Non-Surgical Heart Valve Replacement

Thanks to the new technologies and developed procedures in the field of Interventional Cardiology, the treatment of heart valve diseases can be done with interventional methods. Non-surgical Heart Valve Replacement can be performed with the TAVI method, which is considered revolutionary in cardiology. With this method, valve replacement is provided without opening the thorax.

The aortic valve is the valve at the mouth of the main artery leaving the heart. If you have been diagnosed with aortic stenosis, you may feel overwhelmed and it may make it difficult to seek treatment. But the sooner you take care of it, the sooner you'll be able to get back to life and everything you love.


MİTRACLIP (Non-Surgical Mitral Valve Insufficiency Repair)

With the LATCHING method, heart valve leakage is repaired without opening the thorax.

Although very clear criteria are not clear in mitraclip, there should be advanced mitral regurgitation. The cause of mitral regurgitation should not be rheumatic heart disease. Such covers are chalky, such operations cannot be successful. Today, mitraclip is mostly used in mitral regurgitation accompanied by heart failure. It can also be used in patients with mitral valve prolapse. However, the most important treatment method is still surgery.

The standard treatment method is mitral valve repair. This is done with heart surgery. Mitraclip is a somewhat experimental method at this stage. Mitraclip is the name of the device. This is a small latch-like device. The mitral valve consists of anterior and posterior leaves. With the angiography method, the heart is reached by entering the inguinal vein with a catheter and passing through the large vein in the abdomen. At this time, local anesthesia is applied to the patient in the groin. Afterwards, the mitraclip device is delivered to the level of the mitral valve through the catheter in the vein. The mitraclip's wings unfold when it reaches this point. The problematic mitral valve parts are taken under the mitral flaps, the suture loops are released, and the sutures are fixed to each other when the targeted valve structure is achieved. At this point, it is tested that sufficient closure is provided in the cover. In this way, the cover is repaired.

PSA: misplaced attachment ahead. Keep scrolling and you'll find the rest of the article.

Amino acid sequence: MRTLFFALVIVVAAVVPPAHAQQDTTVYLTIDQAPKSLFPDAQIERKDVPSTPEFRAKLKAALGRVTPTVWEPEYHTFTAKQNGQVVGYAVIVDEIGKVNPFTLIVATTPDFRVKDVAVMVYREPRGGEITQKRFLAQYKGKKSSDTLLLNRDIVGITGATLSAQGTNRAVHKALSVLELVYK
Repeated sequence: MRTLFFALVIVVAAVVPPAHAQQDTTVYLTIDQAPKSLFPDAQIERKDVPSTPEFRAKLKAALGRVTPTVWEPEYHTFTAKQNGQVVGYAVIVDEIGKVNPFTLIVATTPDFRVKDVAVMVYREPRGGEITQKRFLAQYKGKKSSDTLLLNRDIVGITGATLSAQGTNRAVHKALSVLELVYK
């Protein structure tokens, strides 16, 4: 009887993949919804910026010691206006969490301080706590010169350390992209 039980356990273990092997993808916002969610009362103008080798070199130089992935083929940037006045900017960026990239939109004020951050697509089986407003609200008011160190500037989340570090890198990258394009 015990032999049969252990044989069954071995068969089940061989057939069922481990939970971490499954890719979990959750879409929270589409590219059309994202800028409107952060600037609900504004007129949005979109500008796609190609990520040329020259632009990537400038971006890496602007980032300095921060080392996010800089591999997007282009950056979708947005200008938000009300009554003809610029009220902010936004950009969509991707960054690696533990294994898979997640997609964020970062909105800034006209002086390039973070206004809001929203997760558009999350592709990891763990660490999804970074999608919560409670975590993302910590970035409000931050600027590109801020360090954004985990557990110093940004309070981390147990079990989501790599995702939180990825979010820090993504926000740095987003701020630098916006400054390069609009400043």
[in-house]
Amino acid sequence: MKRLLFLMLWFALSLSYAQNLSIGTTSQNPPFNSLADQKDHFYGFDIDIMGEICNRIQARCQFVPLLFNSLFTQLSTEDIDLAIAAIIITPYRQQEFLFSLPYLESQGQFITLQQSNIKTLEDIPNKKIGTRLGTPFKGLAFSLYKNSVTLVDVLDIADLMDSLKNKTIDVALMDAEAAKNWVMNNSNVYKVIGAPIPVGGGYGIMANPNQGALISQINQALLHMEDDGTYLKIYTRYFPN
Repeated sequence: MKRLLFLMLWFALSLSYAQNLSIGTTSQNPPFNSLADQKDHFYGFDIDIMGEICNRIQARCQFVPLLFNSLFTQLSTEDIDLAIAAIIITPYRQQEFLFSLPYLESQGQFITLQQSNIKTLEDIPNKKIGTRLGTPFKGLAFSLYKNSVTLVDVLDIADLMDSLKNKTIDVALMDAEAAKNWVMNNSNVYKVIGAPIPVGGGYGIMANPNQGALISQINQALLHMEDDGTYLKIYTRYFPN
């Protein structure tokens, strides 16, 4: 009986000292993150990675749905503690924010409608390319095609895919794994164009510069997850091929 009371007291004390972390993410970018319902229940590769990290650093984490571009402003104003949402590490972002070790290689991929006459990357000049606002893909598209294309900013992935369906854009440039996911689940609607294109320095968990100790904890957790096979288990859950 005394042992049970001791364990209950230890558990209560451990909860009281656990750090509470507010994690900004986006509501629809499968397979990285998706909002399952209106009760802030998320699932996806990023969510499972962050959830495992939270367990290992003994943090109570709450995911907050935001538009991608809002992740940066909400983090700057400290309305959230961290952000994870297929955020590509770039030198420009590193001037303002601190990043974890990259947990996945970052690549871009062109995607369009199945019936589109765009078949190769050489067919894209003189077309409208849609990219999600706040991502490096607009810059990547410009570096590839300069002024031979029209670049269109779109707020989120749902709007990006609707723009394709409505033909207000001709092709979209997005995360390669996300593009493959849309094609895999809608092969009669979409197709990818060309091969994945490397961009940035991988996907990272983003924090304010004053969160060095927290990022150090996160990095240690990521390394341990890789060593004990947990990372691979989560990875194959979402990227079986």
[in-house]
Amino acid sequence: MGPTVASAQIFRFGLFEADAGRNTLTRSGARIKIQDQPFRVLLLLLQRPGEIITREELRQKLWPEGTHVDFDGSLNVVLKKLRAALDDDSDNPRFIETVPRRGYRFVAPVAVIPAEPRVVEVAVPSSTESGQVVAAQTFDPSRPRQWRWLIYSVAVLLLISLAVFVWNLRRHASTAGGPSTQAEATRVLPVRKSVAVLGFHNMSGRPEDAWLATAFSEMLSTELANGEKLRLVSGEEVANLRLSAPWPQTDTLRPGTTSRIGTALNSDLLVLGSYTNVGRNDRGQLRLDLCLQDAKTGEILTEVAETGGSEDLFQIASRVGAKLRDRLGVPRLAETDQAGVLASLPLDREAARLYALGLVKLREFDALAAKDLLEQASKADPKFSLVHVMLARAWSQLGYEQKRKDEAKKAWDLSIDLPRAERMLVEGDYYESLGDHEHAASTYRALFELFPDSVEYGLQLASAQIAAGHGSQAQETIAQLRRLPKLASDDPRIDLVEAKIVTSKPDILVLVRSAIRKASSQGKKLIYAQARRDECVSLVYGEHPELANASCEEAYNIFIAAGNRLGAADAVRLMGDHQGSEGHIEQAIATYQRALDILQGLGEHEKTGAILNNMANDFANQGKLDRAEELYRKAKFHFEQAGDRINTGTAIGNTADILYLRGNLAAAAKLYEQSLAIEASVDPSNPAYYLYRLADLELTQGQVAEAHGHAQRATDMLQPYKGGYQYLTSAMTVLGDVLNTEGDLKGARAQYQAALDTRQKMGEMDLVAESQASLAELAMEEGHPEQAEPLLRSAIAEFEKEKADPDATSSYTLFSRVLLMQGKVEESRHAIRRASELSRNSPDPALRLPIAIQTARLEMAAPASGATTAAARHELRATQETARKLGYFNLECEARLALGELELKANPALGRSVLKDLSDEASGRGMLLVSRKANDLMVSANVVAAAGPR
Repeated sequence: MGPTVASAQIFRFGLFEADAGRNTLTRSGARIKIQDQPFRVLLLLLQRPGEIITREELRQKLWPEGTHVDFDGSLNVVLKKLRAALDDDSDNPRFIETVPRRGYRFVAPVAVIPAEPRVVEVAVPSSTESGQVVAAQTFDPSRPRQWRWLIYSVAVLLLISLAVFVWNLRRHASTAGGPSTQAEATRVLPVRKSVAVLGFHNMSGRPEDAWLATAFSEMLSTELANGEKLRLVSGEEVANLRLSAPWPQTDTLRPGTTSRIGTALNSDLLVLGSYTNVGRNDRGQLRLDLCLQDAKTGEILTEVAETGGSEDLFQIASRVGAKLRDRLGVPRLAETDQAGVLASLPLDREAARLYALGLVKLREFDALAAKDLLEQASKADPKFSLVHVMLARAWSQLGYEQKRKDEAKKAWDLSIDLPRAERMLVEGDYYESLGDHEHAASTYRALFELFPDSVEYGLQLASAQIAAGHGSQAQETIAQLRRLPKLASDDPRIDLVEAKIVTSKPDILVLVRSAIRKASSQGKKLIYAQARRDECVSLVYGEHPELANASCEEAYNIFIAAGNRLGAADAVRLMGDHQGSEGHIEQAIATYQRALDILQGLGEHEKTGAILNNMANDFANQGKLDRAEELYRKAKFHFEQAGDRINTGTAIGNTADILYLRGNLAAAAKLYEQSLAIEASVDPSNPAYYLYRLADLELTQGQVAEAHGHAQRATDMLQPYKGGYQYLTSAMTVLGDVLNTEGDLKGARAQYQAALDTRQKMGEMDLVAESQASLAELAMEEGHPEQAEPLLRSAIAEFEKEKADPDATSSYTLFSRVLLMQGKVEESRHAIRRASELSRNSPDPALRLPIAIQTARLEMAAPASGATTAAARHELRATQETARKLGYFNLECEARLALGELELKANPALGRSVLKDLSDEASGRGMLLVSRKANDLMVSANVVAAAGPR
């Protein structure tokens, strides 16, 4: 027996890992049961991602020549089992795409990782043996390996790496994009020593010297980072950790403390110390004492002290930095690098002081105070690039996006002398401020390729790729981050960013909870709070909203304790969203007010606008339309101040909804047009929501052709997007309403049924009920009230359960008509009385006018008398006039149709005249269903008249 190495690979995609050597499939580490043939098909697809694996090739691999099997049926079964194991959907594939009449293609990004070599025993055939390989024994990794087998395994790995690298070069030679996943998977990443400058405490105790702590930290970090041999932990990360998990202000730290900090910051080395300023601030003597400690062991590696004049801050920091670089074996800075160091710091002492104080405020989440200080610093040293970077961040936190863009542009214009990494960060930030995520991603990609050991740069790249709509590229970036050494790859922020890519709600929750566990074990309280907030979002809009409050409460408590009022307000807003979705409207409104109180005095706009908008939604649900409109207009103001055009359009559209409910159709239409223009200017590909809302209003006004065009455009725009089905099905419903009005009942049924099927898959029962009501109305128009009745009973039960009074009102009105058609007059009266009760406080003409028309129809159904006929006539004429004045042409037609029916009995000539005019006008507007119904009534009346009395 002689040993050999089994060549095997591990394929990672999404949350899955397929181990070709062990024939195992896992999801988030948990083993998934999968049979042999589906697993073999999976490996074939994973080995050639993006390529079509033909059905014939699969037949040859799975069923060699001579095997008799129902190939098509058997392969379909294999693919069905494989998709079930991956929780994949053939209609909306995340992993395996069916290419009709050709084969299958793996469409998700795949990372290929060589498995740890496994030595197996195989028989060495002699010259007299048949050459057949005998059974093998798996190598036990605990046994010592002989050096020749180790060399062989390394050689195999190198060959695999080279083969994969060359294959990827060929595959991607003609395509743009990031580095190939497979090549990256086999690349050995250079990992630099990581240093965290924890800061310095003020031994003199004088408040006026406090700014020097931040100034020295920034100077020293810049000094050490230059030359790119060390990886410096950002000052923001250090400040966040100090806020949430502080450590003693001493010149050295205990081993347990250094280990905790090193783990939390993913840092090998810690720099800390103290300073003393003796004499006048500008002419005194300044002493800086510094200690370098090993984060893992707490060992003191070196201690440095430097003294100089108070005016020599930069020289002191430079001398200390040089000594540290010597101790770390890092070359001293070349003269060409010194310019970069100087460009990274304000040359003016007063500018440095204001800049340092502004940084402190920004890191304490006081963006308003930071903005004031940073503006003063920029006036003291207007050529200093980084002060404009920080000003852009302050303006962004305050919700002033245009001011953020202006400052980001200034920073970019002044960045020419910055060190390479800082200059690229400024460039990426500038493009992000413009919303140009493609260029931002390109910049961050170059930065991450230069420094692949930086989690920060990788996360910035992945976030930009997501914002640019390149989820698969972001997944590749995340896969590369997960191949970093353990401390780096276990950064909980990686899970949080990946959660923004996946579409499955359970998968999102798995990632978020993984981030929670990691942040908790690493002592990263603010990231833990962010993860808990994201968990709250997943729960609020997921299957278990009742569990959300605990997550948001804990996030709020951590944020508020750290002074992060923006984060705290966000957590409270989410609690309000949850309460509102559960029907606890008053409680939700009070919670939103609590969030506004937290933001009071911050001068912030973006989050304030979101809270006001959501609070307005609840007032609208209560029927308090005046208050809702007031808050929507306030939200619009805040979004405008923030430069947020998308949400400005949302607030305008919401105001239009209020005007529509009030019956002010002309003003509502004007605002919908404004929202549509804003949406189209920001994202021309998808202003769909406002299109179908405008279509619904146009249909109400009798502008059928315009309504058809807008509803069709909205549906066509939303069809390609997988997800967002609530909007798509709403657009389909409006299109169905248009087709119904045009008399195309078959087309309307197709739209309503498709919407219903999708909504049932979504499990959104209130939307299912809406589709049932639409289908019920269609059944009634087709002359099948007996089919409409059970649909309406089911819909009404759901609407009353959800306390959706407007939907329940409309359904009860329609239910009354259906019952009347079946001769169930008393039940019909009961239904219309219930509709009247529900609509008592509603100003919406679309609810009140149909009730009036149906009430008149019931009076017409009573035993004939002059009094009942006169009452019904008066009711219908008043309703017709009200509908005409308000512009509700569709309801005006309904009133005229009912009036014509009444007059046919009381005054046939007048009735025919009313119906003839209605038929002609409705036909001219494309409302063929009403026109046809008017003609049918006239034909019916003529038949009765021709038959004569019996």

ASD (Atrial Septal Defect)

ASD (Atrial Septal Defect) is the most common congenital (congenital) structural heart disease in adults. Although the cause is not known exactly, it is thought that genetic and environmental conditions may be effective. It is defined as the condition of having a hole (defect) between the atria of the heart. The fact that ASD usually does not cause any symptoms causes the diagnosis of the disease to be made later. In ASD, blood flow shifts from left to right, causing increased blood flow to the lungs. Increased blood flow over the years leads to an increase in pulmonary vessel pressure. If not detected early, it can cause irreversible damage to the lungs in the future. For example, increased lung pressure can force the right side of the heart to first expand and then lead to heart failure. ASD diameter is important in the formation of these complaints. For example, defects smaller than 10 mm cause fewer complaints, while larger defects cause early findings.

The most common findings in patients are as follows:

- Palpitations, shortness of breath, fatigue,

- In addition, fainting, sometimes paralysis (loss of strength in arms and legs, vision problems, speech disorders, etc.), headache, signs of heart failure can be seen.

Diagnosis: It is made by echocardiography (Transthoracic and Transesophageal echocardiography (echocardiography procedure performed by entering the esophagus).

Treatment: It is applied in two ways.

1-The process of closing the hole with a special device by entering the groin area with the umbrella method without surgery. The process takes about half an hour. The patient is discharged one day later.

2- Surgery; If the defect diameter of the patient is too large and not suitable for the umbrella method, the patient is treated with the surgical method.



Patent foramen ovale (PFO) is the name for a small opening in our heart. Before birth, there is a transition between the two atria of the heart that is necessary for life. Immediately after birth, this transition decreases and a small transition remains in the chamber separating the two auricles and is found in almost all newborn babies. While this opening is largely closed in the first two years of life, it remains open in approximately one quarter of people. Through this opening, clean blood flows from the left atrium of the heart to the right atrium. However, since this transition is very small, it does not pose a health problem. Studies have reported that the incidence in adults varies between 20-25%. However, less than 1% have reasons that require closure.

 In the past, this closure procedure was surgically closed, but in recent years, this procedure can be performed angiographically with umbrella-like implants and has become the preferred method. The procedure is performed under local anesthesia. After the appropriate device diameter is determined by echocardiography, the umbrella is placed in the desired area by means of a long sheath placed through the inguinal vein. After the procedure, the patient can be discharged the next day. After resting at home for a few days, they can return to their daily activities. In patients who underwent closure with the closed angiographic method, it is necessary to use blood thinners for a certain period of time.


CTO (Chronic Total Occlusion)

Complete occlusion of the coronary artery for a period of at least 3 months and no blood flow from the occluded vessel.